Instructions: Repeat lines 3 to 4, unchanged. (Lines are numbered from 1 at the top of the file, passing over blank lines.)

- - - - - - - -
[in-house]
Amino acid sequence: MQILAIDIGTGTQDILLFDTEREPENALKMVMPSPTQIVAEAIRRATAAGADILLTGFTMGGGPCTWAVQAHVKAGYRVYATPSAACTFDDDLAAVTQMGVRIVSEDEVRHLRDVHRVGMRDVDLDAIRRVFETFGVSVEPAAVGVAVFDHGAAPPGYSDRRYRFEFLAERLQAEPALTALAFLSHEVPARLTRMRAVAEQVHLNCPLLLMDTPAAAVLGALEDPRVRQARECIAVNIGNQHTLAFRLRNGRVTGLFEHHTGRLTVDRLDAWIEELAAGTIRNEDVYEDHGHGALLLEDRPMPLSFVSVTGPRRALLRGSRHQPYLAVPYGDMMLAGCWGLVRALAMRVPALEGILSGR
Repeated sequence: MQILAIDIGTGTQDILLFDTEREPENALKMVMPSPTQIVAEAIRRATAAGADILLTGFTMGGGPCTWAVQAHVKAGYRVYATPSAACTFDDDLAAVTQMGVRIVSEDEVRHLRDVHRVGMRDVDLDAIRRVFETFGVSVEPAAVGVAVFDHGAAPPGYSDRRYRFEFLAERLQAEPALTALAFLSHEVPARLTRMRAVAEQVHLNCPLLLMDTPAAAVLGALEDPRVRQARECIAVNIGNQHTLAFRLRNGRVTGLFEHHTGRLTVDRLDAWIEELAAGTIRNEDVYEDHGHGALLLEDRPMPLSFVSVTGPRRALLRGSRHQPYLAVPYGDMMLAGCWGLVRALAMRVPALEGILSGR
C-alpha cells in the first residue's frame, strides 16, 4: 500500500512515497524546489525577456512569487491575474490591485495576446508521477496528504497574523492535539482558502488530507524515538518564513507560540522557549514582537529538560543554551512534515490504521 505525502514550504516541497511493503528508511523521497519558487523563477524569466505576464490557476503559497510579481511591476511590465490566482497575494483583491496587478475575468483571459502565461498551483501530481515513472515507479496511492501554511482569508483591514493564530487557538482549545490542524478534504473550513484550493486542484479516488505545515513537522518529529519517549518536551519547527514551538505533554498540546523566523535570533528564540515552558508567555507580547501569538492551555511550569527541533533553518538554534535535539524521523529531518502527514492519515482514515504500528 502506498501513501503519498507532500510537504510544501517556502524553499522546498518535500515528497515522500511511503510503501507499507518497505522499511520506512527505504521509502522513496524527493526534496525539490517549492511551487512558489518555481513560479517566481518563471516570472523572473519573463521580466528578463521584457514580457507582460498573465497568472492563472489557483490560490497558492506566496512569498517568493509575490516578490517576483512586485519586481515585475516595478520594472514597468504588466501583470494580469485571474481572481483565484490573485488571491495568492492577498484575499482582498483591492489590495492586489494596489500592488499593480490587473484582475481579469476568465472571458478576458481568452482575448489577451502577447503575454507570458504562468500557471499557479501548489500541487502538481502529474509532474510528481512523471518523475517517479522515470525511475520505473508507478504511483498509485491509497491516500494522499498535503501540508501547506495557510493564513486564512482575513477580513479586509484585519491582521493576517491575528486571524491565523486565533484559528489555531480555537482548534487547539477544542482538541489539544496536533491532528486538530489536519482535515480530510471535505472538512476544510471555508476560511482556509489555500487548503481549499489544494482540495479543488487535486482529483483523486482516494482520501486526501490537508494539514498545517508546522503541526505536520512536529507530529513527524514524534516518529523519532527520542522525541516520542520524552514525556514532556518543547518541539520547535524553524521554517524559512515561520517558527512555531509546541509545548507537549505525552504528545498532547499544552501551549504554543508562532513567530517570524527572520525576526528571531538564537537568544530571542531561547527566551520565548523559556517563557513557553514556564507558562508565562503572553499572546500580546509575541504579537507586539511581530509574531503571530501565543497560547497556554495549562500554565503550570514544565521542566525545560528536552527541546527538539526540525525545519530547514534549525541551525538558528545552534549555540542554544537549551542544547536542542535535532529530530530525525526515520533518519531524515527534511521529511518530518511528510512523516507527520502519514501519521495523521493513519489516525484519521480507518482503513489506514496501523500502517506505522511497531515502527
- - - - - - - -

Repeated sequence: MQILAIDIGTGTQDILLFDTEREPENALKMVMPSPTQIVAEAIRRATAAGADILLTGFTMGGGPCTWAVQAHVKAGYRVYATPSAACTFDDDLAAVTQMGVRIVSEDEVRHLRDVHRVGMRDVDLDAIRRVFETFGVSVEPAAVGVAVFDHGAAPPGYSDRRYRFEFLAERLQAEPALTALAFLSHEVPARLTRMRAVAEQVHLNCPLLLMDTPAAAVLGALEDPRVRQARECIAVNIGNQHTLAFRLRNGRVTGLFEHHTGRLTVDRLDAWIEELAAGTIRNEDVYEDHGHGALLLEDRPMPLSFVSVTGPRRALLRGSRHQPYLAVPYGDMMLAGCWGLVRALAMRVPALEGILSGR
C-alpha cells in the first residue's frame, strides 16, 4: 500500500512515497524546489525577456512569487491575474490591485495576446508521477496528504497574523492535539482558502488530507524515538518564513507560540522557549514582537529538560543554551512534515490504521 505525502514550504516541497511493503528508511523521497519558487523563477524569466505576464490557476503559497510579481511591476511590465490566482497575494483583491496587478475575468483571459502565461498551483501530481515513472515507479496511492501554511482569508483591514493564530487557538482549545490542524478534504473550513484550493486542484479516488505545515513537522518529529519517549518536551519547527514551538505533554498540546523566523535570533528564540515552558508567555507580547501569538492551555511550569527541533533553518538554534535535539524521523529531518502527514492519515482514515504500528 502506498501513501503519498507532500510537504510544501517556502524553499522546498518535500515528497515522500511511503510503501507499507518497505522499511520506512527505504521509502522513496524527493526534496525539490517549492511551487512558489518555481513560479517566481518563471516570472523572473519573463521580466528578463521584457514580457507582460498573465497568472492563472489557483490560490497558492506566496512569498517568493509575490516578490517576483512586485519586481515585475516595478520594472514597468504588466501583470494580469485571474481572481483565484490573485488571491495568492492577498484575499482582498483591492489590495492586489494596489500592488499593480490587473484582475481579469476568465472571458478576458481568452482575448489577451502577447503575454507570458504562468500557471499557479501548489500541487502538481502529474509532474510528481512523471518523475517517479522515470525511475520505473508507478504511483498509485491509497491516500494522499498535503501540508501547506495557510493564513486564512482575513477580513479586509484585519491582521493576517491575528486571524491565523486565533484559528489555531480555537482548534487547539477544542482538541489539544496536533491532528486538530489536519482535515480530510471535505472538512476544510471555508476560511482556509489555500487548503481549499489544494482540495479543488487535486482529483483523486482516494482520501486526501490537508494539514498545517508546522503541526505536520512536529507530529513527524514524534516518529523519532527520542522525541516520542520524552514525556514532556518543547518541539520547535524553524521554517524559512515561520517558527512555531509546541509545548507537549505525552504528545498532547499544552501551549504554543508562532513567530517570524527572520525576526528571531538564537537568544530571542531561547527566551520565548523559556517563557513557553514556564507558562508565562503572553499572546500580546509575541504579537507586539511581530509574531503571530501565543497560547497556554495549562500554565503550570514544565521542566525545560528536552527541546527538539526540525525545519530547514534549525541551525538558528545552534549555540542554544537549551542544547536542542535535532529530530530525525526515520533518519531524515527534511521529511518530518511528510512523516507527520502519514501519521495523521493513519489516525484519521480507518482503513489506514496501523500502517506505522511497531515502527